When I was researching Nathan Hale for But One Life, I realized that he was related to Reverend John Hale, who had been part of the Salem Witch Trials. I found it interesting but didn’t really find a way to work it into Nathan’s story. However, it did cause me to jump at the chance to welcome today’s guest!
Lucretia Grindle has done some fantastic research into the era leading up to the Salem Witch Trials and written a moving novelization off this time that I can personally attest contains lovely prose and thought provoking themes. But I will let her tell you about it herself.
Before the Salem Witch Trials
Guest Post by Lucretia Grindle
I began to think about the story that became The Devil’s Glove years ago when I first noticed something odd about the published research, and writing, on the Salem witchcraft trials of 1692. Let me explain.
There are reams and reams written about the trials themselves, so much so that they have become a sort of American liturgy. We all know about yellow birds, and Giles Corey being pressed to death, and teen-aged girls screaming that they were being bitten and stabbed by pins. We’ve heard how Tituba livened up long winter evenings, probably rather more than she intended, telling fortunes. Thanks to court papers, and depositions, and Massachusetts’ general mania for writing every and anything down, we have more detail, more exhaustively researched and picked over, and over yet again, about the trials and their surrounding hoopla than we can possibly ever digest. But it all has the odd sense of having happened in a vacuum. What is conspicuously absent from both the fiction and non-fiction writing on Salem is the ‘before’ and ‘after’. Who were these people? Where did they come from? What happened to them after the hysteria wound down?
As I thought about Salem these were the questions that nagged at me, and I should say immediately that in looking for answers, I owe a huge debt to Mary Beth Norton. Her book, The Devil’s Snare, is one of very few that addresses the deep rooted problems and tensions that exploded in 1692. Following her lead, I looked farther backward, and found myself returning again and again to the coast of Maine, and specifically to the summer of 1688, when a number of people who would figure in the Salem witchcraft trials all found themselves living in the tiny, isolated settlement of Falmouth.
Judah White, an indentured servant at The Ordinary, would be named as a witch, but never tried. Mercy Lewis and her aunt, Mary Skilling, would both be prominent ‘accusers’. Foxy John Alden, a frequent visitor if not a resident, would find the finger pointed at him and waste no time escaping. George Burroughs, Falmouth’s minister, would be called the devil himself, and hanged. Abigail Hobbs, who was barely ten in 1688, would be the only person to happily confess. Providing a rapt audience in the Salem village meeting house with a litany of details, including demonic snack menus, she would claim that four years earlier she had ‘gone into the woods and signed the black man’s book’. The more I uncovered, the more it didn’t feel like coincidence.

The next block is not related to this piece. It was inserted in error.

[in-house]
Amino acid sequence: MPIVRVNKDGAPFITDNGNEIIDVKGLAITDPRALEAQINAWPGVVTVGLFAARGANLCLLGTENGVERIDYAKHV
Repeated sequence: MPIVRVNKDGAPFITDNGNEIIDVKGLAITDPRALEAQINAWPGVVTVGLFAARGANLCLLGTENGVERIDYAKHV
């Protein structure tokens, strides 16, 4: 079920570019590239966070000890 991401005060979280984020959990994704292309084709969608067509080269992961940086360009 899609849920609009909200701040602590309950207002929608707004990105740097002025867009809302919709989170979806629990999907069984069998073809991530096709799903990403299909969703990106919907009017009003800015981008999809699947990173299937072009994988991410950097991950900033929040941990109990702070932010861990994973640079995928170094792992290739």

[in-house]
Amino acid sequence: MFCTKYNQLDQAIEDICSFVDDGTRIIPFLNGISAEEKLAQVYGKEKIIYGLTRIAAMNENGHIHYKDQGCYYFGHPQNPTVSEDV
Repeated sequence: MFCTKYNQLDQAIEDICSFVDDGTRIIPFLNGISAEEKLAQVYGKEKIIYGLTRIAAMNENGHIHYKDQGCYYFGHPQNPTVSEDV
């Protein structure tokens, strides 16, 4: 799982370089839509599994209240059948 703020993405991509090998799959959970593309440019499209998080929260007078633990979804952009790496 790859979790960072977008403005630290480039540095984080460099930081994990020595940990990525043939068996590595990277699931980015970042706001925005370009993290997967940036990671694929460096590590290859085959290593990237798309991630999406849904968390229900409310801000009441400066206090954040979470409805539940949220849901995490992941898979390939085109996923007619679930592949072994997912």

The world I discovered as I tried to piece together what happened in that long ago hot summer was not what I expected. This was no colony of the devout – in fact many were drawn to The Eastward, as Maine was called, precisely because it was about as far as you could get from the Puritan regime in Boston. Instead, Falmouth was a frontier, a fractious world teetering on the brink of implosion, where the stakes were high and violence was never out of the question. Like all frontiers, it was also a borderland. A place ‘between’ where not only territory, but meaning and belief and identity – the very idea of what was ‘real’ – were contested, and therefore fluid. Maine in the summer of 1688 was a place where you could all too easily disappear. It was also a place where you could invent, and reinvent yourself. Or even be more than one person at once.
The ‘settler’ population, which included not only the English, but Portuguese and French, people from the channel islands, especially Jersey, traders and ruffians, conmen, chancers and more than a few slave holders, was as fluid as the place itself. Rumor and gossip traveled up and down the coast. And fear traveled with it. Of New France, which was barely a day’s sail north. Of the meddling government in Boston, or the meddling government in London, depending on your politics. Of storms. Of wolves. Of the sea. And mostly, and always, fear of the terror that could burst at any moment from the endless surrounding forest.